The Big Ten Network is two weeks away from hiking the ball. But as of now, very few cable subscribers will be able to watch its live football telecasts.
The network is in negotiations with cable operators including Comcast, Time Warner Cable, Mediacom Communications and Charter Communications to gain distribution in the conference’s footprints of seven Midwestern states and Pennsylvania, according to a statement from Big Ten Network president Mark Silverman.
So far, a majority of its 17 million total subscribers come from satellite provider DirecTV. Cable operators thus far are not catching passes from the network.
Executives from Comcast and Time Warner in particular said the network’s insistence on having its programming carried on the basic digital tier, as well as its reported license fee of $1.10 per subscriber per month, block any deal for distribution.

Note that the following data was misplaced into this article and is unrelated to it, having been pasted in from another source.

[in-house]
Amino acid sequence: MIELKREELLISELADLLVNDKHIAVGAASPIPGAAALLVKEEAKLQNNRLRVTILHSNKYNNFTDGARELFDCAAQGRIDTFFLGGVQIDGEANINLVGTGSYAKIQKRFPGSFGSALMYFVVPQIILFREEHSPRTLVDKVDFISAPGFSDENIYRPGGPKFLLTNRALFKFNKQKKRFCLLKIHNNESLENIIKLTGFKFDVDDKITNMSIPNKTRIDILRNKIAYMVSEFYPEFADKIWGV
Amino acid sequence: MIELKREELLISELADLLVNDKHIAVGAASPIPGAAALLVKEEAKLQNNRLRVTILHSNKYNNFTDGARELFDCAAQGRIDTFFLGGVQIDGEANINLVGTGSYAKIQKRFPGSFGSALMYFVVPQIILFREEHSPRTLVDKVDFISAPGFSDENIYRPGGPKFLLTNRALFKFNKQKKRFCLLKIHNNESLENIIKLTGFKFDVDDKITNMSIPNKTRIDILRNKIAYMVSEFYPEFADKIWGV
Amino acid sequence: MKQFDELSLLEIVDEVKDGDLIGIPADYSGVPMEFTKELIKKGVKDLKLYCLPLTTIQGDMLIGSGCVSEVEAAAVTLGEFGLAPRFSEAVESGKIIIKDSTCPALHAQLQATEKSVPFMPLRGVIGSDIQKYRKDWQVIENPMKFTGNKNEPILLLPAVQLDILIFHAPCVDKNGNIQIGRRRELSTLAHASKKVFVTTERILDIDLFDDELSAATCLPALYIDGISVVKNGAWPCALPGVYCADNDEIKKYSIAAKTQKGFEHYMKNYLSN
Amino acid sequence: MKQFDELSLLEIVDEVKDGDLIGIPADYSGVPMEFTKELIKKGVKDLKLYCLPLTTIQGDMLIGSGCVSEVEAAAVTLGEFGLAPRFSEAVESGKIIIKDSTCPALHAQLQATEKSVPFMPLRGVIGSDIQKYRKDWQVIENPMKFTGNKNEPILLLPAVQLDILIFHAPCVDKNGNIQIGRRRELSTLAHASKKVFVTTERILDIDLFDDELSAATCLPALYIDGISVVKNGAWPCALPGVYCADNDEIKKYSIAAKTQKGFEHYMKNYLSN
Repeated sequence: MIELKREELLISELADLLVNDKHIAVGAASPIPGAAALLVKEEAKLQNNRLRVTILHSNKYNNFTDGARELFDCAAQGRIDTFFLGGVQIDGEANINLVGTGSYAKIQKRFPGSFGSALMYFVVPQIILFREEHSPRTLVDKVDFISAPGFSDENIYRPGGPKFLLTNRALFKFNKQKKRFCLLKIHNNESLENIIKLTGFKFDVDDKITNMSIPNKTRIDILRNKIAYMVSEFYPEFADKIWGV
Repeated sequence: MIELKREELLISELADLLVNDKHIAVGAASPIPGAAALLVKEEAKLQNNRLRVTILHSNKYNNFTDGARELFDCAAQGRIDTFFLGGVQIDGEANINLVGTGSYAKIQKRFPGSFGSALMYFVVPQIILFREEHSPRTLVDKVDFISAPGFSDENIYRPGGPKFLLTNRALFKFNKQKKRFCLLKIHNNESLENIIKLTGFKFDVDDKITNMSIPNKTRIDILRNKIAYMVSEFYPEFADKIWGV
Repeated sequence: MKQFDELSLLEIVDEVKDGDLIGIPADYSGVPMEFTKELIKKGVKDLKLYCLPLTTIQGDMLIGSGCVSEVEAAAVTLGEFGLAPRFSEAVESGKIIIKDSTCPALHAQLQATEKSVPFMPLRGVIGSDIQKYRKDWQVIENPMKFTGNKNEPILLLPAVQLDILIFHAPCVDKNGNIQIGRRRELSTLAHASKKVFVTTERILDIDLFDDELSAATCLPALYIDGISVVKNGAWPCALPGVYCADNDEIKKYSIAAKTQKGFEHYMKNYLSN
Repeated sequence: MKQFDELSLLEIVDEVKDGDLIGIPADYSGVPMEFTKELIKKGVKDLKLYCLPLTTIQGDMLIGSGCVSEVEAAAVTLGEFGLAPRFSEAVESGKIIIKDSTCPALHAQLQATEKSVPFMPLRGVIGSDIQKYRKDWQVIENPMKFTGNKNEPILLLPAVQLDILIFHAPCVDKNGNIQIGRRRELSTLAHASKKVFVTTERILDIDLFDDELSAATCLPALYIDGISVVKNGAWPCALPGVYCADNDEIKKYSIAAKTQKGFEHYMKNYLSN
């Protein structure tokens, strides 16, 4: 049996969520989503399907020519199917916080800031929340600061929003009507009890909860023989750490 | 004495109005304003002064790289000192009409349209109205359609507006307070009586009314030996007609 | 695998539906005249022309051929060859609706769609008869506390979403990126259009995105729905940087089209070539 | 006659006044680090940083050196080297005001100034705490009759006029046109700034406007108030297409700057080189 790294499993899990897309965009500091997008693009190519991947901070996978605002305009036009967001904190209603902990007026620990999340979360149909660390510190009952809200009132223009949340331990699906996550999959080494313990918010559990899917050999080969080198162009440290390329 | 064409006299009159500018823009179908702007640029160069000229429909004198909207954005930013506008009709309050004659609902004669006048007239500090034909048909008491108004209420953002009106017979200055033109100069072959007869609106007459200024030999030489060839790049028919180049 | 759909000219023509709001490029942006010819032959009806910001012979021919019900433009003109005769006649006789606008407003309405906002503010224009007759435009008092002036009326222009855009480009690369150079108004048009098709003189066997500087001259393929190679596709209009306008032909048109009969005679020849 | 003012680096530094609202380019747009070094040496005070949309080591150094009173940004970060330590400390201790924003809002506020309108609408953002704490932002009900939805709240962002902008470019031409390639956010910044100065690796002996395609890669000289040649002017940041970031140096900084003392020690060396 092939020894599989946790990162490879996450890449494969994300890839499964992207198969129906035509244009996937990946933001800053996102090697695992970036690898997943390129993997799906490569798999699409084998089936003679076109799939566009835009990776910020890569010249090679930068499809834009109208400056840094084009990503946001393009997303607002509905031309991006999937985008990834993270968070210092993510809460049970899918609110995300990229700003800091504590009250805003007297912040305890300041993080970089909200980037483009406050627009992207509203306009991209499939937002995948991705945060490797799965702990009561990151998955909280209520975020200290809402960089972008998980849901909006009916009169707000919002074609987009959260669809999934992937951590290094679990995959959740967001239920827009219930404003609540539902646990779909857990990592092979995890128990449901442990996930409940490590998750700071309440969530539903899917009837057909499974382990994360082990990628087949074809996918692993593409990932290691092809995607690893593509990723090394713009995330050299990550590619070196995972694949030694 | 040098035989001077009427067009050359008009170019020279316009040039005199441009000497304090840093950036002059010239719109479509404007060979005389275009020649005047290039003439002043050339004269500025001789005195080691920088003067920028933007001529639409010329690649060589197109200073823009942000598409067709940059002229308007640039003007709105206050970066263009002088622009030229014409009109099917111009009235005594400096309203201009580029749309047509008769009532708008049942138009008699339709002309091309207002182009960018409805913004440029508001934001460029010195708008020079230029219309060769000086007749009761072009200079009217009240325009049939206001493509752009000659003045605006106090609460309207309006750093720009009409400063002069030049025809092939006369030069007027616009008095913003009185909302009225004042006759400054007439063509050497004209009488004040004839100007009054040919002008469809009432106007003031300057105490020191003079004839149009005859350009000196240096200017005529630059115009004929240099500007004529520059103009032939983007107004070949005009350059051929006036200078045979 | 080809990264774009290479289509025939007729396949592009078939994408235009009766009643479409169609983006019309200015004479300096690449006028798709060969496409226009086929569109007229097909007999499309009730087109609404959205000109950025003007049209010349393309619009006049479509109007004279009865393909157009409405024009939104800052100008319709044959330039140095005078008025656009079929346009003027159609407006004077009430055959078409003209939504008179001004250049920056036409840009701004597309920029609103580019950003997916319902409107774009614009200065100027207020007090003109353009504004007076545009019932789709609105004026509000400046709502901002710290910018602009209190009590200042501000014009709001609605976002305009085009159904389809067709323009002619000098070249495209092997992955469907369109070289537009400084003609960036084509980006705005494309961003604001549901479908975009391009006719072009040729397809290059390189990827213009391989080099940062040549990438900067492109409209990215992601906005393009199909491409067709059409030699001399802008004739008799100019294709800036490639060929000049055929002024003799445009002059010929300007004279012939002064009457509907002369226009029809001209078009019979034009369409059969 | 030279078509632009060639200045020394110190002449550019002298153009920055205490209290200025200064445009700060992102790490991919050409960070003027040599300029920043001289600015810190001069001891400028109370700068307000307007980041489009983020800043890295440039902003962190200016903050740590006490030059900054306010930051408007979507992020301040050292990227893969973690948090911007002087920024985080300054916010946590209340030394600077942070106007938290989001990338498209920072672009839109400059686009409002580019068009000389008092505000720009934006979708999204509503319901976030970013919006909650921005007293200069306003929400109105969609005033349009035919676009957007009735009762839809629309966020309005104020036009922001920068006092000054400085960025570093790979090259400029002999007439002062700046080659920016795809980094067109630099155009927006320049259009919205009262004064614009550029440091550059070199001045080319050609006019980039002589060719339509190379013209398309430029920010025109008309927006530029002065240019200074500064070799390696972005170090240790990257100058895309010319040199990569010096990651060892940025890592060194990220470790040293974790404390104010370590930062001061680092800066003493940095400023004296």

Comcast believes the network should be distributed on a $5-per-subscriber, per-month sports tier, alongside NFL Network, NBA TV, CSTV and Fox Soccer Channel.
“We think the best and fairest way to bring Big Ten content to our customers is to make it available on a sports tier,” said John Demming, director of corporate communications for Comcast. “That way, people can choose to pay for it and we won’t be burdening customers who aren’t interested in the programming with undue costs.”
Charter media-relations manager Anita Lamont also confirmed that the network has an “ongoing dialogue” with the Big Ten Network to launch the service in Big Ten hotbed states Michigan, Wisconsin and Minnesota. The cable provider hopes to work out a deal, she said, but she would not comment further.
With or without the top cable operators, The Big Ten Network will launch Aug. 30. The network, co-owned by Fox Cable Networks and the 11-school Big Ten Conference, will begin its live coverage a day later of football games, including Appalachian State against Michigan, Youngstown against Ohio State and Florida International against Penn State.